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Kocherlakota talks FOMC and wage inflation

February 1, 2017
In an appearance on "Bloomberg News," Narayana Kocherlakota discusses the Federal Reserve's recent decision to leave interest rates unchanged.

The Federal Open Market Committee (FOMC) convened January 31–February 1 for their first meeting of 2017. Chaired by Janet Yellen, FOMC is the monetary policy-making branch of the Federal Reserve Board. Following the two-day meeting in Washington DC, the Federal Reserve’s policymakers have decided to leave interest rates unchanged.

In an appearance on Bloomberg News, Narayana Kocherlakota discusses the Federal Reserve’s decision, slack in the labor market, and why he thinks FOMC meetings need to be revived. Kocherlakota, the Lionel W. McKenzie Professor of Economics at the University of Rochester, is a former Minneapolis Federal Reserve Bank President and a Bloomberg View columnist.

Yellen will offer congressional testimony mid-February, which Kocherlakota expects will amount to her saying that:

[T]he Fed is waiting to see how the political uncertainty in Washington gets resolved in terms of what exactly does the new administration bring forward to Congress and what exactly does Congress implement.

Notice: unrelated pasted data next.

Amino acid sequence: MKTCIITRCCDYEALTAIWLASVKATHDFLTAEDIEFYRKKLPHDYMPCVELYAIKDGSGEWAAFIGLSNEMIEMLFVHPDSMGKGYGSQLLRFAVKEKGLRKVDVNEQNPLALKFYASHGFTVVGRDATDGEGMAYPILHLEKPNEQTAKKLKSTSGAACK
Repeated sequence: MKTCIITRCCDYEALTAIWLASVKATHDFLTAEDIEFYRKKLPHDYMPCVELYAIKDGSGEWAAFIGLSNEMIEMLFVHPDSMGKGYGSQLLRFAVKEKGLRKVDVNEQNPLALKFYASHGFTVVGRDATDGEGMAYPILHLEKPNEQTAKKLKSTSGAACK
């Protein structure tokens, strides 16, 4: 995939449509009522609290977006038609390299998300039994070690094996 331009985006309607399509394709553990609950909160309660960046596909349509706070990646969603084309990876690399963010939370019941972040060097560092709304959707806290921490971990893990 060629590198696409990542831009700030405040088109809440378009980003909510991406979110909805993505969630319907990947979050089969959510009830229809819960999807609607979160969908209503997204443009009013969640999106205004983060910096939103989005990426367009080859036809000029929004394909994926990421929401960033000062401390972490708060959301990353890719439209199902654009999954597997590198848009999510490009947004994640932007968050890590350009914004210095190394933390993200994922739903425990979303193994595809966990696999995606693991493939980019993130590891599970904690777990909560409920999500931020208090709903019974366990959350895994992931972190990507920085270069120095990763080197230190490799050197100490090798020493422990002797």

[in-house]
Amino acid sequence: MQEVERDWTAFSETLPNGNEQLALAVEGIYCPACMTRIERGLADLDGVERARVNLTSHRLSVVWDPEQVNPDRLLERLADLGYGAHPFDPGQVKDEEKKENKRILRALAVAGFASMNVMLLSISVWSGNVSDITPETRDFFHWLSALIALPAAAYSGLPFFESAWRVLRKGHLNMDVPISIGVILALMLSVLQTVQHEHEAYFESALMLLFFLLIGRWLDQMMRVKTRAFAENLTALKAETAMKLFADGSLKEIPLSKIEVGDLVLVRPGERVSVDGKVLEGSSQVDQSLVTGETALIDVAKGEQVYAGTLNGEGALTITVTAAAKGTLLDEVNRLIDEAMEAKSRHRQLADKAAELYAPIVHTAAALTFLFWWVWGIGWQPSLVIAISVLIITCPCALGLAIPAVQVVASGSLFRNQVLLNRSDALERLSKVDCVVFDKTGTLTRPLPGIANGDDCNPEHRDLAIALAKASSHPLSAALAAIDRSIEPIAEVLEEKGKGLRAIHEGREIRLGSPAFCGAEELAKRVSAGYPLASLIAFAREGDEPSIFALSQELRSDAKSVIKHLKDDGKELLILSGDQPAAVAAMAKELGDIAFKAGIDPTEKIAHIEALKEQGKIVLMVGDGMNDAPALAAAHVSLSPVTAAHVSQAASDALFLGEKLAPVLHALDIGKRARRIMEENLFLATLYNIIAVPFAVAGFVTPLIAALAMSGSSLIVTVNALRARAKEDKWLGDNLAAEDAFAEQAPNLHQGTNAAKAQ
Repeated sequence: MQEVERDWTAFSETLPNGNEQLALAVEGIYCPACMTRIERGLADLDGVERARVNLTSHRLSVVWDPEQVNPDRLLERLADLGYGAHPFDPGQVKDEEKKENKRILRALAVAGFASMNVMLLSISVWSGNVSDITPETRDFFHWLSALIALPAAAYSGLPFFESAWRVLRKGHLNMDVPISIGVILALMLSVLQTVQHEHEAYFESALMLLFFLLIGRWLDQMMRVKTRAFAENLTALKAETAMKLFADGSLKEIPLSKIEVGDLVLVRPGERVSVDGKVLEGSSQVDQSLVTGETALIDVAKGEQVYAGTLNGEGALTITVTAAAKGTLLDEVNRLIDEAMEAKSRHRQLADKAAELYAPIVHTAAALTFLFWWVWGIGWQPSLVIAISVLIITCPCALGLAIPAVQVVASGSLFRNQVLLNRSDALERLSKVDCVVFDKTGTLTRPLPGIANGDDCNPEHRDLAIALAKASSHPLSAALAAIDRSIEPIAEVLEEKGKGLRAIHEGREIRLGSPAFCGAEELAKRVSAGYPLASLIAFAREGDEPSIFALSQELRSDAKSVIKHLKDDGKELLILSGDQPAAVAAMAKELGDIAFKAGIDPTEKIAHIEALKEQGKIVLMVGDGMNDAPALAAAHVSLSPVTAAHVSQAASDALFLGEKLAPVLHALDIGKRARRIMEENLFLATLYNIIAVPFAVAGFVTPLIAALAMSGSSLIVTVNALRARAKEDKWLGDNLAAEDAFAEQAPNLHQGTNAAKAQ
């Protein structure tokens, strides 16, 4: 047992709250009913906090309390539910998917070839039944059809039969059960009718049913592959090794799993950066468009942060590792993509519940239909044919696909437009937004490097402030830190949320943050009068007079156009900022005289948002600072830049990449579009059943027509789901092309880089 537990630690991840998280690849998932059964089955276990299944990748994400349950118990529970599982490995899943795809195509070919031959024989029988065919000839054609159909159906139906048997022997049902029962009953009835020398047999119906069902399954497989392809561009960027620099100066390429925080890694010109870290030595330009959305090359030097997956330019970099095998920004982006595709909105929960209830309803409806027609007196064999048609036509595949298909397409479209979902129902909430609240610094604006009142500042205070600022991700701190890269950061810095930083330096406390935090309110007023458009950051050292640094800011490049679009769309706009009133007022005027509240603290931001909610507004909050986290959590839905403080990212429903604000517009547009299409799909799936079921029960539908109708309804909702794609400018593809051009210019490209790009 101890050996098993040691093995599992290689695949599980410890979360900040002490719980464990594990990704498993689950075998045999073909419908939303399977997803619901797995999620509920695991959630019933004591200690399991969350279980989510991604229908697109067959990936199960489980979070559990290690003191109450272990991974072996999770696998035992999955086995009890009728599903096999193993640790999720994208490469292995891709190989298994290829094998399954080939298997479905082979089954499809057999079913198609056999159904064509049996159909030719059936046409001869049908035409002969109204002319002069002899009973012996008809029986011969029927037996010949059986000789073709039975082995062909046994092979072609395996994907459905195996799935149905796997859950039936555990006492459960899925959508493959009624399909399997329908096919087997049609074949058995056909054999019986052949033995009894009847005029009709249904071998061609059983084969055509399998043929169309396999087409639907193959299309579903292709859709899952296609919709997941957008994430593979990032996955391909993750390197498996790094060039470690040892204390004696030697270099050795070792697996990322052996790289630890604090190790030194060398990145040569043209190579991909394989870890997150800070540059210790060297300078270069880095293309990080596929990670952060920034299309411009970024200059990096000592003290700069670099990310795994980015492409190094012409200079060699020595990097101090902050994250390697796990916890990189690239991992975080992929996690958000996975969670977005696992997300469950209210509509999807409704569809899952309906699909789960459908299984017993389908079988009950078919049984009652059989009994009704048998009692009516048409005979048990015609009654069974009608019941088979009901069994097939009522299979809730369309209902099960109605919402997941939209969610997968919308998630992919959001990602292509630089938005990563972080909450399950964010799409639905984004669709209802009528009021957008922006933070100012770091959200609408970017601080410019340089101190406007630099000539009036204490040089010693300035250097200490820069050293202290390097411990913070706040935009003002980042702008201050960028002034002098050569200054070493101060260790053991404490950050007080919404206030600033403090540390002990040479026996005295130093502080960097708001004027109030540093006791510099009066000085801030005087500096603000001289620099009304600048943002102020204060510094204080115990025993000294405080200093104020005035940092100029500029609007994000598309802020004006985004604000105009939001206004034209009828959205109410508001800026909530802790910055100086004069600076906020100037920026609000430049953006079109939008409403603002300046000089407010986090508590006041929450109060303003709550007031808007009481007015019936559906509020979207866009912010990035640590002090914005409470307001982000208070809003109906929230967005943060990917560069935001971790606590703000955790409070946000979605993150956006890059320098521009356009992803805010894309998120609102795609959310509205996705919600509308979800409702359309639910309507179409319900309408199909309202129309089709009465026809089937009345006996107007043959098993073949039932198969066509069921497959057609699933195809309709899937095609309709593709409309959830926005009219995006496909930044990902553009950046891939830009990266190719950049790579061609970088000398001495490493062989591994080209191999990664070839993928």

In October 2016, Kocherlakota characterized the non-press-conference FOMC meetings as “dead.” This most recent meeting continues that trend.

Asked about whether people can expect wage inflation to go with President Donald Trump’s reflation trade, Kocherlakota answered:

My own perspective on that is that even though the unemployment rate is as low as it is […] you still see signs of slack. And I think until those employment numbers start to get back to where they were before the recession in 2007, we’re going to be living with relatively low rates of wage inflation.

View the video of Kocherlakota on Bloomberg News online.

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Category: Voices & Opinion

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